A total of 356 patients with BC received POC between February 2007 and March 2018 at the Osaka City University Hospital, Japan, and were retrospectively recruited in the study. Further, we compared the TIL density in patients aged ≤ 45 years (younger group, n = 75) versus those aged > 60 years (older group, n = 116). The patients were pathologically diagnosed with BC using core needle biopsy (CNB) or vacuum-assisted biopsy (VAB), and by immunohistochemical staining of the specimen to evaluate the expression of estrogen receptor (ER), progesterone receptor (PgR), HER2, and Ki67. Based on the results, the subtypes were classified as follows: HER2-enriched BC (ER−, PgR−, and HER2+); TNBC (ER−, PgR−, and HER2−); HR+HER2+BC (ER+ and/or PgR+, and HER2+); and HR+HER2-BC (ER+ and/or PgR+, and HER2−). Before chemotherapy, the staging of BC was evaluated using ultrasonography (US), computed tomography (CT), and bone scintigraphy. POC was administered in BC patients diagnosed with stage IIA (T1, N1, M0 or T2, N0, M0), IIB (T2, N1, M0 or T3, N0, M0), IIIA (T1–2, N2, M0 or T3, N1–2, M0), IIIB (T4, N0–2, M0), or IIIC (T1–4, N3, M0). The POC regimen was comprised of four courses of FEC100 (500 mg/m2 fluorouracil, 100 mg/m2 epirubicin, and 500 mg/m2 cyclophosphamide) every 3 weeks, followed by 12 courses of 80 mg/m2 paclitaxel administered weekly. For HER2+ BC patients, an additional weekly (2 mg/kg) or tri-weekly (6 mg/kg) dosage of trastuzumab was administered during paclitaxel treatment [20,21,22]. The anti-tumor effects of POC were evaluated according to the Response Evaluation Criteria in Solid Tumors [23]. Further, patients with clinical partial response (cPR) and complete response (cCR) were defined as “responders” in the objective response rate (ORR), whereas patients with clinical stable disease (cSD) and clinical progressive disease (cPD) were defined as “non-responders.” After POC, all the patients underwent mastectomy or breast-conserving surgery [24]. A pathologic complete response (pCR) was defined as the complete disappearance of the invasive components of the lesion with or without intraductal components, including that in the lymph nodes according to the National Surgical Adjuvant Breast and Bowel Project B-18 protocol [25].

Post-surgery, standard adjuvant therapy was administered according to each subtype and surgical procedure. During adjuvant therapy, all the patients were evaluated for tumor recurrence by physical examination, US, and CT and bone scintigraphy every 3, 6, and 12 months, respectively. The median follow-up time was 1281 days (range, 13–3675 days) after surgery.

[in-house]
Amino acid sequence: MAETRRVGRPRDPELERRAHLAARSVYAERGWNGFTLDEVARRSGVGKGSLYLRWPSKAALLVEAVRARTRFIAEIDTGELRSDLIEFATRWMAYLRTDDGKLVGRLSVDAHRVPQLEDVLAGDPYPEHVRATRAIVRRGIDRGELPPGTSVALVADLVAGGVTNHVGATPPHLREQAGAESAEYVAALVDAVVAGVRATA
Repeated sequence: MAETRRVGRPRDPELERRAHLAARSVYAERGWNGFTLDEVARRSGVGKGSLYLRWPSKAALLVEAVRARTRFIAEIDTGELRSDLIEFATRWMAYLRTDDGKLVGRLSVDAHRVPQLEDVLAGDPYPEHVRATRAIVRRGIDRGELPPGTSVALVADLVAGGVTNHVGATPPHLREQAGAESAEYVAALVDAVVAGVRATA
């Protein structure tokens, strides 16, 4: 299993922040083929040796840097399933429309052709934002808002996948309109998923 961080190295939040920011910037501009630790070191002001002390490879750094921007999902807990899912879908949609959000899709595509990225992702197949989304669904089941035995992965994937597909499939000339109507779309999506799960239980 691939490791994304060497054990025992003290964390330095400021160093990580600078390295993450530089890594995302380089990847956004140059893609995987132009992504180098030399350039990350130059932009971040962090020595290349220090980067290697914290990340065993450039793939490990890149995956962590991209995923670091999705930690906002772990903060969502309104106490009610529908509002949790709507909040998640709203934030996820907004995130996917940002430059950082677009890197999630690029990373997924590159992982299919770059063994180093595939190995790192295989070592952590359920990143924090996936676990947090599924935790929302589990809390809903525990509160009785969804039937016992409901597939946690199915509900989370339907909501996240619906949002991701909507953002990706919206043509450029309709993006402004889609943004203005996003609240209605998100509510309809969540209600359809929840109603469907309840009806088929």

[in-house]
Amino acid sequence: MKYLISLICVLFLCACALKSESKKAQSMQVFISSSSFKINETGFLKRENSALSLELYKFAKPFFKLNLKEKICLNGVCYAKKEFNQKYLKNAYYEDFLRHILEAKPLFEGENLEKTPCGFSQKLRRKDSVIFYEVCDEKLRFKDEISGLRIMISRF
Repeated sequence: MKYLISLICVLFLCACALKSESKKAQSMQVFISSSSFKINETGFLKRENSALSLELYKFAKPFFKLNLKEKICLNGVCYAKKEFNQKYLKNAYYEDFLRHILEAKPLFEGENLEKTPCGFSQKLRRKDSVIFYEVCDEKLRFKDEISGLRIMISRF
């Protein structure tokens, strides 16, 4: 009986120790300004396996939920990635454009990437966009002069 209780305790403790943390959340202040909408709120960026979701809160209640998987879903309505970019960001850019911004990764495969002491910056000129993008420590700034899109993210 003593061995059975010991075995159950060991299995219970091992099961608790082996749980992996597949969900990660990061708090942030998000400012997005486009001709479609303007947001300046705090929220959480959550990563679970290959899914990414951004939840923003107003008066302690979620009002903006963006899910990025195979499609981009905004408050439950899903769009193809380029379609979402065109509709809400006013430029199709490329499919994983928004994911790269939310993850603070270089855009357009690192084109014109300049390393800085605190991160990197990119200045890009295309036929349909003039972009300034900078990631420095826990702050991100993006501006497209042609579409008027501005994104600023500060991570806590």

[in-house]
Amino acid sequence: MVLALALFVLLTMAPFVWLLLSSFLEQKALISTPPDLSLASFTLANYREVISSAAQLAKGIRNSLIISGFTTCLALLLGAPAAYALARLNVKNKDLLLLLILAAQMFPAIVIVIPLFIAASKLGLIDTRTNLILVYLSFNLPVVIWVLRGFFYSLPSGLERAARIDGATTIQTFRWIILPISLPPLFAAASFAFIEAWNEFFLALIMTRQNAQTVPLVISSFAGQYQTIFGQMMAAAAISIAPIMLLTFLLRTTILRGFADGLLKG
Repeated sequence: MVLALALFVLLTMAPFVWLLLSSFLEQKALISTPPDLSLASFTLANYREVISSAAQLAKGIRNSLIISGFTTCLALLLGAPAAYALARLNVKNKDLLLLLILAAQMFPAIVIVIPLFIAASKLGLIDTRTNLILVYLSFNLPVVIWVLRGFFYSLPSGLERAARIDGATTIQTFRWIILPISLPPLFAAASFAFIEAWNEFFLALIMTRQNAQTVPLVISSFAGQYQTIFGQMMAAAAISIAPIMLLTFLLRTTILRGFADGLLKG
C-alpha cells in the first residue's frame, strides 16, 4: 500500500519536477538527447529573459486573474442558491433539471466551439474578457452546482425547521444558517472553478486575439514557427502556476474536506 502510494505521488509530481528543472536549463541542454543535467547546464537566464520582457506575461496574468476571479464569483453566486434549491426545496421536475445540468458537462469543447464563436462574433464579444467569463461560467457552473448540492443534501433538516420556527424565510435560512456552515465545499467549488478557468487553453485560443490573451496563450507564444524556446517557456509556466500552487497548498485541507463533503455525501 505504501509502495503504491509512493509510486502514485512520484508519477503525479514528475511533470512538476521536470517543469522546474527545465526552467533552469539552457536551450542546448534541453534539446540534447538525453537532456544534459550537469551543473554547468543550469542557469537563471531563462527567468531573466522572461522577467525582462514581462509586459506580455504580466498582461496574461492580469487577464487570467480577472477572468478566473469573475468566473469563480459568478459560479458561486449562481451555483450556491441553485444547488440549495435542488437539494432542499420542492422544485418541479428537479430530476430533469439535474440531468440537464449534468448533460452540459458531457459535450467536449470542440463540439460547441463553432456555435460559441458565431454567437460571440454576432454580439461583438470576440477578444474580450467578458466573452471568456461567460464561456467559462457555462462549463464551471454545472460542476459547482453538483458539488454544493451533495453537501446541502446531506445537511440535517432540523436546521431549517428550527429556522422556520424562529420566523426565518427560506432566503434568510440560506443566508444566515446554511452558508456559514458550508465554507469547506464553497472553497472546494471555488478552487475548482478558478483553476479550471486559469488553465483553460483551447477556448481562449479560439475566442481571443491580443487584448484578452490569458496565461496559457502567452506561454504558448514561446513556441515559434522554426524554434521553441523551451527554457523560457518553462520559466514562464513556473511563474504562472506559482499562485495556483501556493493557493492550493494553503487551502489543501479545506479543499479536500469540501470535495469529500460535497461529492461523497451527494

Histopathological evaluation of TIL density

TIL density was evaluated using pretreatment specimens obtained by CNB or VAB. The TILs were defined and evaluated based on the International TILs Working Group 2014 [1] as the average of the infiltrating lymphocytes within the tumor stroma at five randomly selected fields. Next, the results were classified into four classes (3: > 50%; 2: > 10–50%; 1: ≤ 10%; or 0: absent) (Supplementary Fig. S1). Further, we defined scores 2 and 3 as “high,”, and scores 1 and 0 as “low” according to previous reports [26, 27]. Thus, in brief, the cut-off value of TIL density was set to 10%.

Statistical analysis

All statistical analyses were performed using the JMP software package (SAS, Tokyo, Japan). The distribution of TIL density by age was evaluated using Student’s t-test. Pearson’s chi-square test was used to evaluate the relationship between each categorical variable. Prognostic analyses, such as DFS or OS, were examined using the Kaplan–Meier method and log-rank test. The hazard ratio (HR) and 95% confidence interval (CIs) were calculated using the Cox proportional hazards model. Multivariable analysis was performed using the Cox regression model. A P-value < 0.05 was considered statistically significant.

Results

Clinicopathological features of BC patients

The clinicopathological features of patients (n = 356) treated with POC have been summarized in Table 1. The patients were operated on at a median age of 55 years (range, 24–78 years) and the median tumor diameter was 28.7 mm (range, 9.2–119.8 mm). Skin infiltration was observed in 58 patients (16.3%). Further, imaging methods of diagnosis did not indicate lymph node metastasis in 121 patients (34.0 %). The number of ER-negative, PgR-negative, and HER2-positive patients was 187 (52.5 %), 242 (68.0 %), and 125 (35.1 %), respectively. Moreover, Ki67-high (above 14%) was observed in 239 patients (67.1 %). Based on these results, the BC subtypes were classified as follows—HR+HER2−: 126 patients (35.4 %), HR+HER2+: 47 patients (13.2 %), HER2-enriched: 78 patients (21.9 %), and TNBC: 105 patients (29.5 %). Furthermore, the responders for ORR reached 88.8%, the rate of pCR post-operative pathology was 33.1%, and 161 patients (45.2%) showed high TIL density.

Table 1 Clinicopathological features of 356 patients who were treated with preoperative chemotherapy